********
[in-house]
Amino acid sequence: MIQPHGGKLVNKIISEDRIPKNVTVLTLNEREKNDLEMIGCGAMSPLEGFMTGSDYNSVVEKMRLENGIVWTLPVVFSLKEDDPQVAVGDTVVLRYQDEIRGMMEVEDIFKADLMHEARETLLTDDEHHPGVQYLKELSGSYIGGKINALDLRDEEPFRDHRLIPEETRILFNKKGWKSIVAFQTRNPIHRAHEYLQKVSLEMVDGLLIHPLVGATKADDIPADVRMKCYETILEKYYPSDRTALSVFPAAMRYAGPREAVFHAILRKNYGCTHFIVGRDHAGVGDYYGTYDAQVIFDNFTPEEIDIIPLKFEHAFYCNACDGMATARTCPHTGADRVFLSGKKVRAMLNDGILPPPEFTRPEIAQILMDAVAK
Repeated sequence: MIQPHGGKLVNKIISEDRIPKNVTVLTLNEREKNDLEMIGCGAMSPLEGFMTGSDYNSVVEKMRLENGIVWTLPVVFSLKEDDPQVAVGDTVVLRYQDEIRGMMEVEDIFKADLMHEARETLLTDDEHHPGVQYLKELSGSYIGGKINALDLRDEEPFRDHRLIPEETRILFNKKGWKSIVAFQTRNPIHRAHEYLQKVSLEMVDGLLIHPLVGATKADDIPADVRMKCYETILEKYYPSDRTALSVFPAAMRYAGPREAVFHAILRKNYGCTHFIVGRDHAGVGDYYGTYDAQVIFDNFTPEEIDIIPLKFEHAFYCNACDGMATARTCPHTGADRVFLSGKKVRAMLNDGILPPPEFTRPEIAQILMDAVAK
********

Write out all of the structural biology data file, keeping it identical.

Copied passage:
[in-house]
Amino acid sequence: MIQPHGGKLVNKIISEDRIPKNVTVLTLNEREKNDLEMIGCGAMSPLEGFMTGSDYNSVVEKMRLENGIVWTLPVVFSLKEDDPQVAVGDTVVLRYQDEIRGMMEVEDIFKADLMHEARETLLTDDEHHPGVQYLKELSGSYIGGKINALDLRDEEPFRDHRLIPEETRILFNKKGWKSIVAFQTRNPIHRAHEYLQKVSLEMVDGLLIHPLVGATKADDIPADVRMKCYETILEKYYPSDRTALSVFPAAMRYAGPREAVFHAILRKNYGCTHFIVGRDHAGVGDYYGTYDAQVIFDNFTPEEIDIIPLKFEHAFYCNACDGMATARTCPHTGADRVFLSGKKVRAMLNDGILPPPEFTRPEIAQILMDAVAK
Repeated sequence: MIQPHGGKLVNKIISEDRIPKNVTVLTLNEREKNDLEMIGCGAMSPLEGFMTGSDYNSVVEKMRLENGIVWTLPVVFSLKEDDPQVAVGDTVVLRYQDEIRGMMEVEDIFKADLMHEARETLLTDDEHHPGVQYLKELSGSYIGGKINALDLRDEEPFRDHRLIPEETRILFNKKGWKSIVAFQTRNPIHRAHEYLQKVSLEMVDGLLIHPLVGATKADDIPADVRMKCYETILEKYYPSDRTALSVFPAAMRYAGPREAVFHAILRKNYGCTHFIVGRDHAGVGDYYGTYDAQVIFDNFTPEEIDIIPLKFEHAFYCNACDGMATARTCPHTGADRVFLSGKKVRAMLNDGILPPPEFTRPEIAQILMDAVAK